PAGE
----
Real-world native interface comparisons

As described on the second page of this article, I performed a number of tests that reflect how I use flash drives. I am primarily a research scientist, and I also I love to listen to music and watch movies. Thus, flash drives in my possession are pressed into transporting three file types: small, compressible files like PDFs and office documents, MP3s, and DVD ISOs. If you are a programmer, you might be more interested in seeing how these drives fare with very small files of short pieces of code. If you are an astrophotographer, you might be interested in how flash drives handle RAW files that are hundreds of megabytes in size. As you can imagine, there are literally as many flash drive use patterns as there are folks who use flash drives, and testing them all simply is not feasible. That said, between these real-world timings and the synthetic benchmarks, you can make informed decisions when buying flash drives!

The Super Talent RC8 absolutely screams writing small, compressible files. I contacted both ADATA and Super Talent regarding the poor performance of the S102 and Express DUO, respectively, for this particular test. ADATA acknowledged the garbage collection algorithms of their S102 controller result in noticeable performance degradation during sustained writes of small files. They reported they'll be implementing new controllers in their S102 line of USB 3.0 flash drives.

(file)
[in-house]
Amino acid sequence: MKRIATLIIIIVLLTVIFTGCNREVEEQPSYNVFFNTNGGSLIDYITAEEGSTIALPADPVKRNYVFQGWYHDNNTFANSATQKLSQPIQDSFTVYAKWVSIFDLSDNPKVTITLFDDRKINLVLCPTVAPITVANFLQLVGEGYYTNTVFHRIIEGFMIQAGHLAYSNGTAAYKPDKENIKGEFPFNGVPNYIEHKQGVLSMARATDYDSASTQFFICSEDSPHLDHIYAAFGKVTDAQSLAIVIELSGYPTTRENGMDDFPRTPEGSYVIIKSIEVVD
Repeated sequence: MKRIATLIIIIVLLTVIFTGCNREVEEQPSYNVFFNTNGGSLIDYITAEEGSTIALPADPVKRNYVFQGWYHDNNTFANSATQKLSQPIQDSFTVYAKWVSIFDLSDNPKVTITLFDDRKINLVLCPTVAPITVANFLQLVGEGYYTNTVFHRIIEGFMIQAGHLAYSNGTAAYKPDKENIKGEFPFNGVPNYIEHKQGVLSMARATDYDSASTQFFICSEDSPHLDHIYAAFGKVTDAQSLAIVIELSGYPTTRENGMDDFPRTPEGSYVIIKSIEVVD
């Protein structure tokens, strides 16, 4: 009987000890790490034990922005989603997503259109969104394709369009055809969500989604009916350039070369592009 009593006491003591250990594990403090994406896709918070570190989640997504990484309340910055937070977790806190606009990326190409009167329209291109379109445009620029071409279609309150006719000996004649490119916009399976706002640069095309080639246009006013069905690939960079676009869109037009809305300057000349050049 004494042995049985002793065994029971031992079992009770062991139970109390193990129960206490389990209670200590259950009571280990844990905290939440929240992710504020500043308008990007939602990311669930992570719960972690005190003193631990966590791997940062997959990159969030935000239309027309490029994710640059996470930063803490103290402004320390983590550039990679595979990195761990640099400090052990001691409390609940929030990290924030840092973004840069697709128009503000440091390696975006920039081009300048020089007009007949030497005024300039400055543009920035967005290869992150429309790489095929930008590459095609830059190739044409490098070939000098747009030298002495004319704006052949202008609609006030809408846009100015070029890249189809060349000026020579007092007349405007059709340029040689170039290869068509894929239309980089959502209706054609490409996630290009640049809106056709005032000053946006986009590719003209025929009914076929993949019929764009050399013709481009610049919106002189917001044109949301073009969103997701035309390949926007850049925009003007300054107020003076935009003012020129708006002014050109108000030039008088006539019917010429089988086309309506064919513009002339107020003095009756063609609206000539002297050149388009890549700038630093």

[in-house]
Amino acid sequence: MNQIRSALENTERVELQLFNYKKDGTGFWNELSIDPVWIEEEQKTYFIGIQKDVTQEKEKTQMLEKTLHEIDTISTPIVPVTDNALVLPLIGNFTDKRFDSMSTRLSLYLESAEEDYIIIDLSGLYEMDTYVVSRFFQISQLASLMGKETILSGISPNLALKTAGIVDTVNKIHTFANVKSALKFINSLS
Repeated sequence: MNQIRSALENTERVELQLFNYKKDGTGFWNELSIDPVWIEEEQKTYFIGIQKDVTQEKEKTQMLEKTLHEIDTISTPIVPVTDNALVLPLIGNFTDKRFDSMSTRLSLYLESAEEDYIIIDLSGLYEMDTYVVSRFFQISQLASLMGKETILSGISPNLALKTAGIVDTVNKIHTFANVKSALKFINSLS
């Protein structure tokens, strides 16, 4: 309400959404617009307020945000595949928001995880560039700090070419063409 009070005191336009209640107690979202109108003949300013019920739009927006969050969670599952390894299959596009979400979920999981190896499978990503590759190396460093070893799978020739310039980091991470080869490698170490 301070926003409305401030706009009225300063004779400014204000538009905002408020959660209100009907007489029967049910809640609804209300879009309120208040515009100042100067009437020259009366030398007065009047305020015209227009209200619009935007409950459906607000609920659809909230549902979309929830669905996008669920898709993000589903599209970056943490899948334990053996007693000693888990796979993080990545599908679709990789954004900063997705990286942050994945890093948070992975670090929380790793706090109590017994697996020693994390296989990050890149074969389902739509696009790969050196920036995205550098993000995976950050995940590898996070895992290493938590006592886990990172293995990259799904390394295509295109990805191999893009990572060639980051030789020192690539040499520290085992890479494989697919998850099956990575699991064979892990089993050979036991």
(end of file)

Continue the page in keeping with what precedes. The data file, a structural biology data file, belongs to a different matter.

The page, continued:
The Super Talent RC8's lead is diminished but still present. If you frequently move lots of smaller files like PDFs and office documents, the RC8's the drive for you.

Patriot's Supersonic Magnum takes first place in sustained MP3 writes. The issue with the controllers of the ADATA S102 and Super Talent Express DUO continue to retard their sustained write performance of approximately 5MB file size MP3s. Also notice the Kingston R500 handily bests its USB 2.0 competitor from ADATA.

The Supersonic Magnum again produces the fastest MP3 transfer rates. If you're a mobile DJ, that's your drive!

Unsurprisingly, the four drives with the highest 100MB sequential write benchmarks in Iometer perform the best writing a single 4.2GB ISO file.

There's less than a 10% separation between the seven USB 3.0 flash drives for sustained single large file read. This chart vividly illustrates how much faster USB 3.0 can potentially be compared to USB 2.0, with the USB 3.0 drives performing more than 100% faster than their USB 2.0 counterparts. Note that we're nowhere near the theoretical transfer rate of USB 3.0 either, so future drives (and controllers) will likely be even faster.

These charts elucidate how superior Iometer synthetic benchmark performance of USB 3.0 flash drives translate into superior real-world performance. Super Talent's Express RC8 is particularly impressive in its ability to write many small, compressible files like PDFs and office documents. Writing many sub-1MB files is a pointed weakness of all flash drives, so the RC8's controller technology is aimed squarely at a glaring issue. And it hits it dead center!

The controller issue that afflicts the ADATA S102 and Super Talent Express DUO USB 3.0 flash drives during sustained smaller (i.e. <10MB) file sizes is a deal-breaker for me given my usage patterns. However, it's important to note that the performance degradation only occurs when transferring many files (the PDF and MP3 tests here each transfer thousands of files). This performance degradation does not occur when transferring a handful of files. You might or might not run afoul of their Achilles' Heel.

The question remains whether USB 3.0 flash drives outperform USB 2.0 devices when both are utilizing a USB 2.0 interface. Find out on the next page!